Matt Weston (Ryan Reynolds) is a typical, hard-working American. He wakes up next to his French girlfriend, has breakfast, cleans up and heads in to the office. Like so many others, he spends his time sitting at a desk, staring at computer monitors and making the occasional phone call. He’s bored out of mind. There’s just one major difference – Matt is a low-ranking CIA officer tasked with maintaining a top-secret safe house for the intelligence agency located in Cape Town, South Africa and he hasn’t seen any ‘guests‘ in at least twelve months… until today.
When that long-awaited phone call comes in early on a Friday morning, Matt’s excited to finally see some action. What he doesn’t know yet is that his first ‘house guest‘ is considered one of the deadliest ex-intelligence officers to defect from the CIA, Tobin Frost (Denzel Washington). After eluding the agency for nearly a decade, Frost willingly turns himself in to the American consulate for reasons unknown and Matt’s safe house is the closest secure location where he can be questioned. But Frost isn’t one to give in under pressure… and before very long, some uninvited mercenaries compromise the location and will stop at nothing to capture Frost and whatever information he may carry. Matt has to make a split-second decision that sets the stage for the roller-coaster ride that will become the next twenty-four hours. He decides to keep Tobin Frost in his custody until a secure rendezvous can be arranged at another safe house. And he has to attempt this without getting killed by mercenaries or giving into Frost’s mind games.
The hot pursuit of Matt and Frost by highly-trained men with military-grade weapons leads to insane car chases through crowded streets, gun fights in the ghetto and a sense of never having the chance to remain in one place for very long. Who are these men and what do they want? Along the way, Matt learns more and more about what information Frost may have, and the corruption that comes from an industry based on deceiving people for the sake of earning their trust… not to mention, the damage it can do to relationships with loved ones. But just as was the case at the now-abandoned safe house, Frost refuses to cooperate; preferring instead to play with Matt’s head and doing all he can to escape so he may pursue his own agenda… which no longer includes being in the custody of the CIA.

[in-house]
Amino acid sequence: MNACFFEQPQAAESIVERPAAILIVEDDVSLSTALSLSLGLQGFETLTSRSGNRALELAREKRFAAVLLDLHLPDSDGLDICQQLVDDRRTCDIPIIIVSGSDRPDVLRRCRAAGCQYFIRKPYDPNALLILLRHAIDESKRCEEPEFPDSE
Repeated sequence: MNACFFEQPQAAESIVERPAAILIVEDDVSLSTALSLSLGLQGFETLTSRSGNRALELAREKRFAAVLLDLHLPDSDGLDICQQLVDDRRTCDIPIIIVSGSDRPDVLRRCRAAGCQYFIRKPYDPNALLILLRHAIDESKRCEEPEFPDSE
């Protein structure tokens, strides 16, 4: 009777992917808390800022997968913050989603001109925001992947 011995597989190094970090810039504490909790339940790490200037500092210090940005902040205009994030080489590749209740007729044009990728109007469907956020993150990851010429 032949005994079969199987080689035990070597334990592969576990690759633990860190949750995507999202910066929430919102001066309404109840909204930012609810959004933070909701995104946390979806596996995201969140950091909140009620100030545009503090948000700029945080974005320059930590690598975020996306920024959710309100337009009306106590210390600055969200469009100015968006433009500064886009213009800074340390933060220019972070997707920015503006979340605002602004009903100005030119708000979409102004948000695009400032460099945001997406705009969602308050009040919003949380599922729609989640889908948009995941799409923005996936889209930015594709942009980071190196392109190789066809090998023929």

For the most part, this is material we’ve seen before and the surprises are few and far between, leaving one with a desire for more originality and intrigue from an espionage film. One could easily make some comparisons between Safe House and similar films. There’s the gritty, hand-held photography, adrenaline-charged car chases and close-range, brutal combat as seen in The Bourne Identity (200)… but without the intellectual depth and political complexity that keeps people guessing until the last minute. The bickering protagonists share a similar character dichotomy (and actor) as Detective Alonzo Harris (Denzel Washington) and Jake Hoyt (Ethan Hawke) of Training Day (2001)… but lacks the controversial edginess and non-stop battle of wits that would make it truly unforgettable. Audiences reacted to the characters of Training Day because they were relatable, which isn’t really the case with Safe House. The almost total lack of backstory and character development didn’t help a rather static storyline that remained fairly predictable throughout.
Reynolds and Washington deliver solid performances and maintain great chemistry throughout the well-paced plot. It’s just that neither actor seemed to push the boundaries of his talent – though it was different to see Reynolds beat someone to a bloody pulp.
Safe House is a fun, action-packed film that doesn’t stop moving until the very end. If you’re a fan of action, espionage, explosions and gun fights, chances are you’ll enjoy this movie. The film is well-executed, had great production value and can stand on its own as a high-quality piece of work… I just needed some new spice added to a recipe that’s been used time and time again.